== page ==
Another strength of this study is that we used multi-informant reports for behavioral outcomes. Our measures of aggressive behavior and attention problems were obtained from multiple informants (mother, youth, and teacher at age 15; mother, youth, and peer at age 20) and our analyses capitalized on the strength of latent variable modeling to estimate a “true” score on these outcomes. Therefore, our study is not susceptible to problems of shared method variance that result from single informant designs.
Recent sibling control studies suggest that exposure to maternal prenatal smoking does not have direct environmental effects on externalizing behavior outcomes (D’Onofrio et al., 2010; Lindblad & Hjern, 2010). The results of the current study suggest that environmental effects of maternal smoking may impact aggressive outcomes for only those offspring with a particular genetic profile. In support of this interpretation, post-hoc analyses (data not shown) revealed that the interaction of maternal smoking prior to (but not during) pregnancy and the Val108/158Met polymorphism was not significant in predicting offspring aggressive outcomes. However, another possible interpretation of these findings is that familial background factors reflected by our measure of maternal prenatal smoking exposure (rather than the smoking exposure itself) interact with COMT genotypes to produce aggressive outcomes. Sibling discordant designs that incorporate the assessment of particular genotypes are necessary to test the direct environmental impact of maternal smoking in a G × E design.
Our study utilized a sample at high risk for maternal depression, and maternal depression significantly predicted all of the behavioral outcomes in this study. Our analyses controlled for maternal depression and our G × E findings were significant, after accounting for the potential influence of this factor. Nevertheless, until these findings are replicated, we cannot be sure that they will generalize to low risk populations of youth.
The COMT Val108/158Met polymorphism has been found to predict prefrontal cortex functioning, with the Met allele associated with more efficient processing, better working memory, and stronger behavioral inhibition (Diamond, 2007). Animal studies have also linked prenatal nicotine exposure to cognitive impairments and abnormal cell proliferation in the cortex (Ernst et al., 2001). Against the backdrop of these other research findings, our study suggests that the combination of neurological deficits from COMT risk alleles and exposure to maternal smoking during pregnancy may be particularly potent in conferring risk for aggression in adolescence and young adulthood.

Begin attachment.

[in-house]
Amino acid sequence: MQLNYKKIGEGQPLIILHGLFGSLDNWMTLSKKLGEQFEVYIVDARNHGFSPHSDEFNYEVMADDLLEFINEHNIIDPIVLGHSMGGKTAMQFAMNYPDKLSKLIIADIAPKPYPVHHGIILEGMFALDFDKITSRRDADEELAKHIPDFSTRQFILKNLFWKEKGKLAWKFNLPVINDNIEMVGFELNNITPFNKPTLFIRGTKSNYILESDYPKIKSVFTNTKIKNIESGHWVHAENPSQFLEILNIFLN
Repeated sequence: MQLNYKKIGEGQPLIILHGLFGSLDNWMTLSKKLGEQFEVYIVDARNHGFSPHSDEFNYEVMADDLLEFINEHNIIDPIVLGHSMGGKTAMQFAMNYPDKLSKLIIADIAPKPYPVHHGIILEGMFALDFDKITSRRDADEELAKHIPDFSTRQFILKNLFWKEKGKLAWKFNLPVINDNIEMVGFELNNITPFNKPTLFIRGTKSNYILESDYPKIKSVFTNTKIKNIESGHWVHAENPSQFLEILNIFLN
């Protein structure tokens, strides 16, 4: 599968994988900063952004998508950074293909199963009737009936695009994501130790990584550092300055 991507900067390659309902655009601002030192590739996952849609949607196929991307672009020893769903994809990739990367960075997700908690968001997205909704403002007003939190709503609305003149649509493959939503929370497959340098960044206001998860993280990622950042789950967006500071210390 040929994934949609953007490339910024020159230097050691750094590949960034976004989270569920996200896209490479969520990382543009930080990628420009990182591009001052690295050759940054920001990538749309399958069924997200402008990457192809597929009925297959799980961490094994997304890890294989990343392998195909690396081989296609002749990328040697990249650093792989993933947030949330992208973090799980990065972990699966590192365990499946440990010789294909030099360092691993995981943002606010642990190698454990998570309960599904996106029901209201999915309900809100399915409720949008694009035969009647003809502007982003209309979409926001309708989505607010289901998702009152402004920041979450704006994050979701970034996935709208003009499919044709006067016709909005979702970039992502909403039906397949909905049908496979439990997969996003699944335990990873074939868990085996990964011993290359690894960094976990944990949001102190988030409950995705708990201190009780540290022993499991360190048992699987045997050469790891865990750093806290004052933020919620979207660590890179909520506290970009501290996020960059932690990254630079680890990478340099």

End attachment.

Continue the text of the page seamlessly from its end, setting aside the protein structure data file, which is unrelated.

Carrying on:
This study provides preliminary evidence that maternal prenatal smoking interacts with the Val/Val COMT risk allele to increase the risk of aggressive behaviors.
This study was supported by funds from the National Health and Medical Research Council in Australia, the Mater Misericordiae Mother’s Hospital in Queensland, Australia, and NIH grant R01 MH52239. The authors greatly appreciate the assistance of Robyne LeBrocque, Cheri Dalton Comber, and Sascha Hardwicke (project coordinators) and their staff, and Megan Campbell and Dixie Statham of the Genetic Epidemiological Laboratory of the Queensland Institute of Medical Research who coordinated genetic data collection and analysis. Thanks also to original MUSP Principal Investigators Margaret Andersen, Michael O’Callaghan and Gail Williams.
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Patricia A. Brennan, Emory University.
Constance Hammen, University of California, Los Angeles.
Patrick Sylvers, Emory University.
William Bor, Mater Misericordiae Children’s Hospital, South Brisbane, Australia.
Jake Najman, University of Queensland, Australia.
Penelope Lind, Queensland Institute of Medical Research, Brisbane, Australia.
Grant Montgomery, Queensland Institute of Medical Research, Brisbane, Australia.
Alicia K. Smith, Emory University.